In May 2014, Crimean Tatar leader Mustafa Dzhemilev was prevented from entering Crimea, resulting in Tatars organizing large protests. There was a failed attempt to help Dzhemilev enter Crimea after Tatars broke through a border checkpoint. In response, Crimean authorities accused the Mejlis of "extremist activity" causing "illegal" gatherings marked by "violence and threats of violence", and warned that the Mejlis could be dissolved and outlawed across Russia.[31][32][33]

On 3 July 2014, it was announced that for the first time, Mejlis would hold its session outside of Crimea in Henichesk.[34] Russian law enforcement seized the Mejlis building in Simferopol on 20 September 2014.[1]

The Mejlis was labeled an "extremist organisation" by Russian authorities in Crimea and banned by the Russian-appointed Supreme Court on 26 April 2016.[2] According to Regional Prosecutor General Natalia Poklonskaya, it was banned because its leaders had sought to "destabilise" the region since the 2014 annexation by Russia through the use of "propaganda of aggression and hatred towards Russia, inciting ethnic nationalism and extremism in society".[2] The Mejlis was also said to be responsible for stopping cargo traffic in the autumn of 2015 between mainland Ukraine and the peninsula and for a late November series of explosions that damaged voltage power lines, which led to a massive power outages.[35] The Mejlis denied involvement in these events.[35]

Also, on 26 April 2016, Council of Europe's Commissioner for Human Rights Nils Muižnieks urged the Court to reverse the ban since he believed "equating [the Mejlis] with extremism paves the way for stigmatisation and discrimination of a significant part of the Crimean Tatar community and sends a negative message to that community as a whole".[2] Exiled in mainland Ukraine, Chairman of the Mejlis Refat Chubarov stated the Court's decision had been unjustifiable and that "the occupiers in Crimea are doing everything to crush Crimean Tatars and force everyone to be silent".[2] Amnesty International stated that the ban "demolishes one of the few remaining rights of a minority that Russia must protect instead of persecute".[36] Deputy Chairman of the Mejlis Nariman Celâl [uk] vowed that the organization would try to continue its work despite the ban, saying "it will continue working in Ukraine and other countries".[36]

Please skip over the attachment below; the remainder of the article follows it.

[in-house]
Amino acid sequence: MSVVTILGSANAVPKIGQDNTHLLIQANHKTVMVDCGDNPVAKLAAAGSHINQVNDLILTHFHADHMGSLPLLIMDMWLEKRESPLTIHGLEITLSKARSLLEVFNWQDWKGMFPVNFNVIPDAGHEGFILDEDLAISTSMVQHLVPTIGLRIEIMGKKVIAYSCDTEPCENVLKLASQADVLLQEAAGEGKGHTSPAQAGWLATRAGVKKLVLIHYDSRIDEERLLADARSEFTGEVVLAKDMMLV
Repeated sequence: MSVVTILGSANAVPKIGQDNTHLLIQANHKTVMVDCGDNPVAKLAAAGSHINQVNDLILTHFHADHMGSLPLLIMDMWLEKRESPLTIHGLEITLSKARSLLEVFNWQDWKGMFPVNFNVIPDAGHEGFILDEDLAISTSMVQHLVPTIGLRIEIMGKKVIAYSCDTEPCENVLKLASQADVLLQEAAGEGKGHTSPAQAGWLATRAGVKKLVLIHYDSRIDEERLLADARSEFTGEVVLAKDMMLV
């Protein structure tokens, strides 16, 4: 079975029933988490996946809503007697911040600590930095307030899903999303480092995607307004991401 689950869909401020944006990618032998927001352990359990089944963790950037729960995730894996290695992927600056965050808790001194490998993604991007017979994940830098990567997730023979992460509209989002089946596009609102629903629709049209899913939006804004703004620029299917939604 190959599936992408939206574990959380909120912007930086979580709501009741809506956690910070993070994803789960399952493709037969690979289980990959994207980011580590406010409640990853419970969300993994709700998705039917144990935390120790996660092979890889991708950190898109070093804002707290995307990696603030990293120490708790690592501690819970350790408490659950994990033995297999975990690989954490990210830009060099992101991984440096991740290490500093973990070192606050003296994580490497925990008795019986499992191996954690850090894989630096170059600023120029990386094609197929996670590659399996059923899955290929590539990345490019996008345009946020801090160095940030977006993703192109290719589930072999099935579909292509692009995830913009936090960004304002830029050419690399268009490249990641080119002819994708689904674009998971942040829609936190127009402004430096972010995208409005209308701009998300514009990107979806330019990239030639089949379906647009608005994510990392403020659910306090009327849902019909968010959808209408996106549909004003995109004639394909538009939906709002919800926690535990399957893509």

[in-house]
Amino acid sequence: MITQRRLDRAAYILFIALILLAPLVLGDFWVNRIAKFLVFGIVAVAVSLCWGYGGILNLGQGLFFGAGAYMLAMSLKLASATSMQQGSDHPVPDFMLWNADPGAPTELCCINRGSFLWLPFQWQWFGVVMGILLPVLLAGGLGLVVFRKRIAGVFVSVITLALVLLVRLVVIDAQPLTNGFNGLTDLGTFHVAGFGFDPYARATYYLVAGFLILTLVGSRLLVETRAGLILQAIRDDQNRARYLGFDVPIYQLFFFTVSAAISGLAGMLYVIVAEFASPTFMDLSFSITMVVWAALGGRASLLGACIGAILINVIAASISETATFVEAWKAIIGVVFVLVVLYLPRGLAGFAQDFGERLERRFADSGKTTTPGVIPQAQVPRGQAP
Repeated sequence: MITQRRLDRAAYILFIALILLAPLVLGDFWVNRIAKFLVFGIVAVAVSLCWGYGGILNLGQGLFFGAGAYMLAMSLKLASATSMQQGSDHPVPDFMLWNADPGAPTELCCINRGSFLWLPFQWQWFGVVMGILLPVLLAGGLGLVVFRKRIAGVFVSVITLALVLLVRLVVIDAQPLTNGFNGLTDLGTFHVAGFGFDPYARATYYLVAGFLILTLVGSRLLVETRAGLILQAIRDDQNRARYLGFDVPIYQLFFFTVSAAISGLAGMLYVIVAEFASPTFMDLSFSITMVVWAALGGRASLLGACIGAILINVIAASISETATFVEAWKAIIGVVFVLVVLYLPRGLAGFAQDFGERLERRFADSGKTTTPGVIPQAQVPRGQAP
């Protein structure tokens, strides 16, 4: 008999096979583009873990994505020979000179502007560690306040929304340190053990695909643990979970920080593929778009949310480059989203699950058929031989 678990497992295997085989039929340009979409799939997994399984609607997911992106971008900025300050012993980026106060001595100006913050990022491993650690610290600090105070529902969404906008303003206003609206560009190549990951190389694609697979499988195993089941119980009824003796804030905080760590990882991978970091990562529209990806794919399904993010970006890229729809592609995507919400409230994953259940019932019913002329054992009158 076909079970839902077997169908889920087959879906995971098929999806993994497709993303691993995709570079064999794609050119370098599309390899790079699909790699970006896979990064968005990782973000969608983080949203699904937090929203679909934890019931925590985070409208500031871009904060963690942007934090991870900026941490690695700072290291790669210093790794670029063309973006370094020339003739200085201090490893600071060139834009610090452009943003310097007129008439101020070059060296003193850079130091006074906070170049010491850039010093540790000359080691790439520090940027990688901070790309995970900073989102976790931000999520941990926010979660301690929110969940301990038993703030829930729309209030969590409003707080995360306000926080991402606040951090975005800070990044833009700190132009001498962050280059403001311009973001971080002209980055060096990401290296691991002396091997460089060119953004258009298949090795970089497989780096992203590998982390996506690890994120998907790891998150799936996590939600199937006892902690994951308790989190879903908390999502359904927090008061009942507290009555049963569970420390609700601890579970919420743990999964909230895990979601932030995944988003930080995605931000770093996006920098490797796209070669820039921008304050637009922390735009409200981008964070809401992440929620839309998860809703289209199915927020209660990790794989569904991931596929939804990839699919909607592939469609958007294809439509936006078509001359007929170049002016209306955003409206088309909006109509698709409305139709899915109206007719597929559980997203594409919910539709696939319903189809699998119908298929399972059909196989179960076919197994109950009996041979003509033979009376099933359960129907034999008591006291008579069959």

Deputy head of the Mejlis İlmi Ümerov was on 7 September 2016 released after a three weeks' involuntary detention for tests of his "mental capacity" in a psychiatric hospital in Simferopol, where he was taken after stating on TV that Crimea should be returned to Ukraine; doctors ruled him entirely sane.[37] Ümerov was then charged with calling for Russia's borders to be changed, a charge punishable with up to five years in jail.[37]

The Supreme Court of Russia upheld the ban on 29 September 2016.[3] The Mejlis is contesting this ban in the European Court of Human Rights.[38]

On 1 October 2016, Head of the Republic of Crimea Sergei Aksyonov explained that Natalia Poklonskaya accused Mejlis of energy blockade through diversion.[39] The same day, Aksyonov's Vice-Prime Minister Dmitry Polonsky claimed that Mejlis is a "puppet organization" of the United States Department of State.[40]

By late December 2016, nine Mejlis members were in mainland Ukraine, in Russia, or in self-imposed exile.[30] One was imprisoned, and more than ten had been charged with criminal and administrative offences in Crimea.[30]

In April 2017, the UN International Court of Justice issued an interim order against the Russian Federation to allow Crimean Tatar Mejlis' activities,[41] and in July 2018, reminded Russia of its legal obligation.[42]

In the 2019 Ukrainian Presidential Election, the Mejils supported the re-election campaign of then incumbent President Peter Poroshenko.[43]

2022–present: Russian invasion of Ukraine edit

On 28 February 2022, the Mejlis of the Crimean Tatar People condemned the Russian Federation, describing it as a "a terrorist state", and calling its military and political leaders international criminals on account of Russia's full-scale invasion of other parts of Ukraine.[44]

See also edit

Notes edit

  1. ^ see List of organisations banned in Russia
  2. ^ Since the 2014 Crimean crisis, the status of the Crimea and of the city of Sevastopol is under dispute between Russia and Ukraine; Ukraine and the majority of the international community considers the Crimea and Sevastopol an integral part of Ukraine, while Russia, on the other hand, considers the Crimea and Sevastopol an integral part of Russia, with Sevastopol functioning as a federal city (Russian authorities are in control of both).[4]
  3. ^ The Mejlis also boycotted the 2016 Russian legislative election.[28]
  4. ^ See: Political status of Crimea.

References edit

  1. ^ a b Crimean Leader Says Mejlis Does Not Exist, Radio Free Europe (22 September 2014)
  2. ^ a b c d e Crimean court bans Tatar ruling body in blow to minority, (26 April 2016)
  3. ^ a b Russia's Supreme Court Upholds Ban On Crimean Tatars' Mejlis, Radio Free Europe (29 September 2016)
    Gutterman, Steve (18 March 2014). "Putin signs Crimea treaty, will not seize other Ukraine regions". Retrieved 26 March 2014.
    Ukraine crisis timeline, BBC News
    UN General Assembly adopts resolution affirming Ukraine's territorial integrity Archived 2018-03-04 at the Wayback Machine, China Central Television (28 March 2014)